In early 2007, after having finished graduate school and having stopped the hemorrhaging of my money via tuition, I became very interested in personal finance and investments. Part of this was due to the fact that I had started working at an investment advisory company (though not in a financial capacity), and lived and breathed finance all day.
Unfortunately, I knew next to nothing about either personal finance or investing. My dad had brought me up with a very strong respect for money in general, and I learned a lot about saving and avoiding frivolous spending and debt while growing up. So I had a good foundation, but I knew next to nothing about the details of personal finance in your 20′s. Investing was even worse: As mentioned in my introduction posts (part one, part two), I assumed that your two options for investing were either letting a money manager handle everything, or being a finance major.
It was starting my new job that piqued my interest in both subjects though, and made me realize that I could take control of my finances and investing by just taking the time and effort to learn the subject myself. Yet as I started my research, I realized two things: First, I was forgetting a lot of what I had read just a week before, mostly due to the overload of information I was discovering. Secondly, I found very little in terms of a “Beginner’s Guide to Investing” that wasn’t either dry or hard to understand.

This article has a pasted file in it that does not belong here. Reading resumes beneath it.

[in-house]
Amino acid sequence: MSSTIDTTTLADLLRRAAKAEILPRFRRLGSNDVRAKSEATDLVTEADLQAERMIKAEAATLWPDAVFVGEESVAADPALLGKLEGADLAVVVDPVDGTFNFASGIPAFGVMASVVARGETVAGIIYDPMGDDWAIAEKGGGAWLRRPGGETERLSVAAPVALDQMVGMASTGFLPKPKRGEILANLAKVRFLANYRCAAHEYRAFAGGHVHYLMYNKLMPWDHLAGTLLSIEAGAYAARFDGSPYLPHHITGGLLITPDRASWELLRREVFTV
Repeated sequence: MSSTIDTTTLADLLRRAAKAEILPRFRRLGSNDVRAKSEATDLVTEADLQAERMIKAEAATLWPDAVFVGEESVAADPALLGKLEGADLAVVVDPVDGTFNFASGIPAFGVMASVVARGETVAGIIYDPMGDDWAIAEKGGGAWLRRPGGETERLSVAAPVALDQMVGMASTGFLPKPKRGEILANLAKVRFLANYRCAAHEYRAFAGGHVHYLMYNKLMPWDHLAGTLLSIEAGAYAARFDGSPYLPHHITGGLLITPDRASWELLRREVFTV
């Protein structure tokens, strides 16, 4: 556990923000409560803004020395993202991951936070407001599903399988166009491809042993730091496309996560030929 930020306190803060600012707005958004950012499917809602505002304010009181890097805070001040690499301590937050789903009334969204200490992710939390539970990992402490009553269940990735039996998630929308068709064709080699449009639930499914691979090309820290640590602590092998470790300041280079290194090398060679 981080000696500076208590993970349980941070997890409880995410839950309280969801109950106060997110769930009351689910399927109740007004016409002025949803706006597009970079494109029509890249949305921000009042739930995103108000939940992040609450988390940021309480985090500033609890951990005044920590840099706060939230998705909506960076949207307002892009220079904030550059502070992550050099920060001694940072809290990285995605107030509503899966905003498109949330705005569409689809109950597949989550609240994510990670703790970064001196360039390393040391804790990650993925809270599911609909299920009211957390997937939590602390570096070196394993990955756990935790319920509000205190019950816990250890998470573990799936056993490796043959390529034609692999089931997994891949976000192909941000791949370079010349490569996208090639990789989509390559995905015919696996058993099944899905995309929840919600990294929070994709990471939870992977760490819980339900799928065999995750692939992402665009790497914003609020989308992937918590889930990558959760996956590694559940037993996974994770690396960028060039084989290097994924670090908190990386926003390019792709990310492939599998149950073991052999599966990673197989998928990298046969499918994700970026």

That’s why I started The Money Mythos. Not only would it help me keep track of all the various questions (and answers) I found in my research and personal experiences, but I thought others might find it useful as well.